a big pool of
>>>>>>> 2.0 testers and bug-reporters!
>>>>>>> Teo
>>>>>>>
>>>>>>>
>>>>>>>> On Mon, Sep 19, 2016 at 4:47 AM, Michael Hall <mhall119@gmail.com>
wrote:
>>>>>>>>
>>>>>>>> First off, congratulations on the upcoming 2.0 release!
>>>>>>>>
>>>>>>>> I would love to see this new version available as a Snap
package for
>>>>>>>> users of Ubuntu 16.04 LTS, since the archive version will
be frozen on
>>>>>>>> 1.6.0 for the next 5 years of it's lifecycle.
>>>>>>>>
>>>>>>>> Snaps are self-contained packages that include all of the
dependencies
>>>>>>>> they need, which lets them run as you (the upstream) intended
across new
>>>>>>>> releases of Ubuntu, Debian, Arch, and many other distros.
They run in a
>>>>>>>> sandbox that protects them from changes made to the user's
system, but
>>>>>>>> with a number of optional interfaces if you need deeper interaction
or
>>>>>>>> to share data with other apps.
>>>>>>>>
>>>>>>>> Every snap includes its own file tree, and is run on top
of the same
>>>>>>>> base image regardless of distro or form factor. This keeps
the
>>>>>>>> application's own files isolated from other apps and the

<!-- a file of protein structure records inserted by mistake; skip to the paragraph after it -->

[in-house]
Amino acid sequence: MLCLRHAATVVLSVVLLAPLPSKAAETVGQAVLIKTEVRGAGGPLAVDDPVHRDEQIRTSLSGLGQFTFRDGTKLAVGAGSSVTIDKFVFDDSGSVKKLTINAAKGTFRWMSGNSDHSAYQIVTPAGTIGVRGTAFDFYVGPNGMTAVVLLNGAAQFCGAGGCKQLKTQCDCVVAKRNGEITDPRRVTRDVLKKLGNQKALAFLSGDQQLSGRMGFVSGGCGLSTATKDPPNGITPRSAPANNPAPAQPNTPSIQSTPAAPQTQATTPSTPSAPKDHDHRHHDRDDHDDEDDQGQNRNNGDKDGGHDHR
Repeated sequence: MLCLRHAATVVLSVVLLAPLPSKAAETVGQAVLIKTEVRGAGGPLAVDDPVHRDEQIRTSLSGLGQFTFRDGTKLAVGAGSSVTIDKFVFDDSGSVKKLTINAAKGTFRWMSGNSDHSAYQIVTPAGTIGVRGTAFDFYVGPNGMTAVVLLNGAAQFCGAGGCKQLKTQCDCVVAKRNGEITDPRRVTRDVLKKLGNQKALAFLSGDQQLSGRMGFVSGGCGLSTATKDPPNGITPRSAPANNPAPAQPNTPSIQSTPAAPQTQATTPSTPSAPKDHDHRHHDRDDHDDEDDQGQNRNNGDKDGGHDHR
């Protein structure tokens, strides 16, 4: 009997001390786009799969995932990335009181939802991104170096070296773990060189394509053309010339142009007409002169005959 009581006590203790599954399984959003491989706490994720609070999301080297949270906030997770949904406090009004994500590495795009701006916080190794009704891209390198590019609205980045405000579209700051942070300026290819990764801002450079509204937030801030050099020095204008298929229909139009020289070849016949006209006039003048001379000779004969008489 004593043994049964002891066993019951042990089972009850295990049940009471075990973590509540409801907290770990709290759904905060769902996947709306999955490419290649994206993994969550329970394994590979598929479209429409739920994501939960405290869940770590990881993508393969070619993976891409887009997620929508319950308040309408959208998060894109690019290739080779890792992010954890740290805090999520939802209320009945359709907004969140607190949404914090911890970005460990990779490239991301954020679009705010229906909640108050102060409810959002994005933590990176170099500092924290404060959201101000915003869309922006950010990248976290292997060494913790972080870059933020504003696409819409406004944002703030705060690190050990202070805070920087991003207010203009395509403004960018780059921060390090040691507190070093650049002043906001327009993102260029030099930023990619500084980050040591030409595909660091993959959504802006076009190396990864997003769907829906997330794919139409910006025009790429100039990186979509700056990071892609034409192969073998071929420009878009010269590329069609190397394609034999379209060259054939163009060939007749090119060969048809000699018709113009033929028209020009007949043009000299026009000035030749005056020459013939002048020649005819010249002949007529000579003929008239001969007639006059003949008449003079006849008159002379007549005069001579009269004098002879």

host system, in
>>>>>>>> a read-only filesystem, which makes updating them safe and
simple while
>>>>>>>> keeping you in control of the whole stack that your application
runs on.
>>>>>>>> The snappy runtime then provides writable areas for storing
both
>>>>>>>> versioned and unversioned data, as well as system-wide or
per-user data.
>>>>>>>>
>>>>>>>> We also provide a Snap Store, which combines the speed of
>>>>>>>> self-publishing with the discoverability of a central archive.
It is
>>>>>>>> used by default across all Ubuntu 16.04 flavors and derivatives,
and any
>>>>>>>> distro where snaps have been enabled. Thanks to Snap's confinement,
>>>>>>>> applications can be published immediately after uploading.
This means
>>>>>>>> that your application and updates are available to tens of
millions of
>>>>>>>> users as soon as you press the button.
>>>>>>>>
>>>>>>>> I started the work on producing a Snap package for Couchdb
2.0, but as I
>>>>>>>> couldn't find a binary release I had to try building it from
source and
>>>>>>>> unfortunately I was not successful on that step. I am happy
to share my
>>>>>>>> packaging configuration with anybody here who knows the build
process
>>>>>>>> better than me, but it would be even simpler to create the
snap package
>>>>>>>> at the end of whatever process you already have to build
binary
>>>>>>>> releases. I am happy to help with either or both approaches,
and you can
>>>>>>>> also learn more about the snap format and tools here: http://snapcraft.io/
>>>>>>>>
>>>>>>>> --
>>>>>>>> Michael Hall
>>>>>>>> mhall119@gmail.com
>>>>>>>>
>>>>>>>
>>>>>> <snapcraft.yaml>
>>>>>
>>>
>> <snapcraft.yaml>
>